Facebook will roll out an “unsend” feature for Messenger in the coming months, but there’s a catch

Another day, another Facebook controversy. Between the Cambridge Analytica scandal that revealed the private information of more than 50 million users had been used without permission (which launched the #DeleteFacebook movement) and the shocking leaked memo from Facebook executive Andrew Bosworth, many people are questioning whether the benefits of the social site outweigh the risks.

On Friday, April 6th, TechCrunch reported that Facebook was planning to release a new “Unsend” feature for Messenger. That’s a good thing, right? Finally a bit of positive news from the social media giant? Not so fast.

Most tech announcements like this are met with praise and excitement — everyone rejoiced when Instagram introduced its Unsend feature for DMs — but the Facebook news is actually being met with skepticism. And once we tell you why, we’re pretty sure you’ll agree.

Though Unsend isn’t available to the average user just yet, it was reported Friday that CEO Mark Zuckerberg and other Facebook leaders have already started deleting their old messages — which many users see as “a breach of trust,” according to TechCrunch.

Half a dozen sources allegedly confirmed to TechCrunch that Facebook messages they previously received from Zuckerberg had mysteriously vanished from their inboxes.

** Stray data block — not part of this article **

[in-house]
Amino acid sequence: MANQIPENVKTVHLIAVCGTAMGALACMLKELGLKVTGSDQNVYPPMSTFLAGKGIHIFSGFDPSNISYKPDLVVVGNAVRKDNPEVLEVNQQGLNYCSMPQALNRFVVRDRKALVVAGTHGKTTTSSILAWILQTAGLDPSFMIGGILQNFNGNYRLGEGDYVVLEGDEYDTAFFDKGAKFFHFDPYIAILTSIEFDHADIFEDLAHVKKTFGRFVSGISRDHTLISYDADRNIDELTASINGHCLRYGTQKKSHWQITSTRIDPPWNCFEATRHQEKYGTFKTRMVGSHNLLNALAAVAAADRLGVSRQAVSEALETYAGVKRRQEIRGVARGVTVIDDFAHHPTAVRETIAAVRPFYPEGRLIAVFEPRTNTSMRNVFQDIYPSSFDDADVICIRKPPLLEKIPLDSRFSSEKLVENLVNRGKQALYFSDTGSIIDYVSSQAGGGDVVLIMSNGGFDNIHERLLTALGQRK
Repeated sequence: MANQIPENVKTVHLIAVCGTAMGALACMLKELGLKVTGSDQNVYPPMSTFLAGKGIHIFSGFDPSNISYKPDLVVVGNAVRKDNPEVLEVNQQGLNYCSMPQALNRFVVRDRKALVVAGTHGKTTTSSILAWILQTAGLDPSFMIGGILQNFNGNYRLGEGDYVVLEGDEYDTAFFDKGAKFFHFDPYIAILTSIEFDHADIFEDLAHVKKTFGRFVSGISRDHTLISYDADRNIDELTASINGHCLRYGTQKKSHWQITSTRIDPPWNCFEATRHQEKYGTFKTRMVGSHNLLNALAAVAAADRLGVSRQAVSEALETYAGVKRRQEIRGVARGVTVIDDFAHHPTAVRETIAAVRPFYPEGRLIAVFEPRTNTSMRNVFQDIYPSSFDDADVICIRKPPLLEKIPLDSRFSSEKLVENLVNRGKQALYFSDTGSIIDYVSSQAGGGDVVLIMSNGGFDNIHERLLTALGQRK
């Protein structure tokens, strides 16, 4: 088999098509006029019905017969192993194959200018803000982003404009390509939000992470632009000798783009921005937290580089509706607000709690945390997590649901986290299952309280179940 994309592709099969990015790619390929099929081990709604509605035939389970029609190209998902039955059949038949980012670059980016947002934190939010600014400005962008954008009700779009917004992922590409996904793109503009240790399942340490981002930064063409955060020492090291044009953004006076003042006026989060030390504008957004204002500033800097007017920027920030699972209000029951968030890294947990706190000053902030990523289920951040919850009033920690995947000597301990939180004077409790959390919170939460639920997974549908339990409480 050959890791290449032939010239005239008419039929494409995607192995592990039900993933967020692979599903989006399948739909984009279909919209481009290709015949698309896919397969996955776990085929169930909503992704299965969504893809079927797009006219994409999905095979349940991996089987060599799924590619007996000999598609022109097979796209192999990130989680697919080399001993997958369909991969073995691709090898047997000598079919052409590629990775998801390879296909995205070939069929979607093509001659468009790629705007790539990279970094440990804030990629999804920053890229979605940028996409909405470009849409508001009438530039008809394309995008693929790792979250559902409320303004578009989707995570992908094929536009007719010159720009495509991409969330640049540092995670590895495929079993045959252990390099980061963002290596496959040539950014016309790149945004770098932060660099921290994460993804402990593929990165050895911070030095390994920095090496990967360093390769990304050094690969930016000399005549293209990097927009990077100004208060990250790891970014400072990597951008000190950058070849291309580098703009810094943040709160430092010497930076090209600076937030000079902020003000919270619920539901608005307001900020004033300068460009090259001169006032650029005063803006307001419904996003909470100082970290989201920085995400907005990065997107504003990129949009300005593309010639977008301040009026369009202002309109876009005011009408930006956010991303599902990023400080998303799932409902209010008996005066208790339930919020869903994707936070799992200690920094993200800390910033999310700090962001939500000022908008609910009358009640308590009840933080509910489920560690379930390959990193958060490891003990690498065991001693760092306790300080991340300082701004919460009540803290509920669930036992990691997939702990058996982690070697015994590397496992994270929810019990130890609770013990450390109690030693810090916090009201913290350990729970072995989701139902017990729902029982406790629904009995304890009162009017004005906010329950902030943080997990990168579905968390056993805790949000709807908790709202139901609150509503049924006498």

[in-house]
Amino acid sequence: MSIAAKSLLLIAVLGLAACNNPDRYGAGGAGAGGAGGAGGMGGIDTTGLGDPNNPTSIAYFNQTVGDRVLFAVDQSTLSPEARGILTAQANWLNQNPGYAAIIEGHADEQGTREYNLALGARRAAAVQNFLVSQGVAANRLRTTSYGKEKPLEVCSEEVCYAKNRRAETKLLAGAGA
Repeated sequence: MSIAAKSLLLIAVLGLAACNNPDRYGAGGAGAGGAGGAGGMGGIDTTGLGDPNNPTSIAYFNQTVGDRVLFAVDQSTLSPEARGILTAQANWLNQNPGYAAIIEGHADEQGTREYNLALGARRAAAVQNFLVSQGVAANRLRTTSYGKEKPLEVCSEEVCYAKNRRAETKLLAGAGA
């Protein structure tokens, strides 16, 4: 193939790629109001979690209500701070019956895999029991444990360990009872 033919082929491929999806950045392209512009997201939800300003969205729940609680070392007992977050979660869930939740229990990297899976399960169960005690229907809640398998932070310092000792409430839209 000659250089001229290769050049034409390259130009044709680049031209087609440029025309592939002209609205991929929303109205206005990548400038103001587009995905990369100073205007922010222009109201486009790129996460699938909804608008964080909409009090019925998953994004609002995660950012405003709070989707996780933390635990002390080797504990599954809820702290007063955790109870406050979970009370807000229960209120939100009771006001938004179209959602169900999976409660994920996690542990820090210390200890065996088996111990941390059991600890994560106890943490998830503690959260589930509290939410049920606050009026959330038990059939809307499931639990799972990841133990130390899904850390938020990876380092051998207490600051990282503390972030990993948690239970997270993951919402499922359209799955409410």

The company initially told TechCrunch the deleted messages were in response to the vulnerability of corporate communication hacks.

“After Sony Pictures’ emails were hacked in 2014, we made a number of changes to protect our executives’ communications," Facebook said in a statement. "These included limiting the retention period for Mark’s messages in Messenger. We did so in full compliance with our legal obligations to preserve messages.

Facebook announced the Unsend feature shortly after TechCrunch’s story, in a move many saw as a thinly veiled attempt at damage control.

"Revealing plans for the Unsend button now could serve to dampen the backlash by making Zuckerberg look like a beta tester of the feature, and eventually normalizing Unsend as a common behavior," TechCrunch reported.

Facebook apologized and vowed to no longer delete executives’ messages until everyone can access the Unsend feature.

"We will now be making a broader delete message feature available. This may take some time. And until this feature is ready, we will no longer be deleting any executives’ messages. We should have done this sooner — and we’re sorry that we did not."

What do you think? Are you excited for the upcoming Unsend feature? Guess we’ll just have to see how it goes.

Filed Under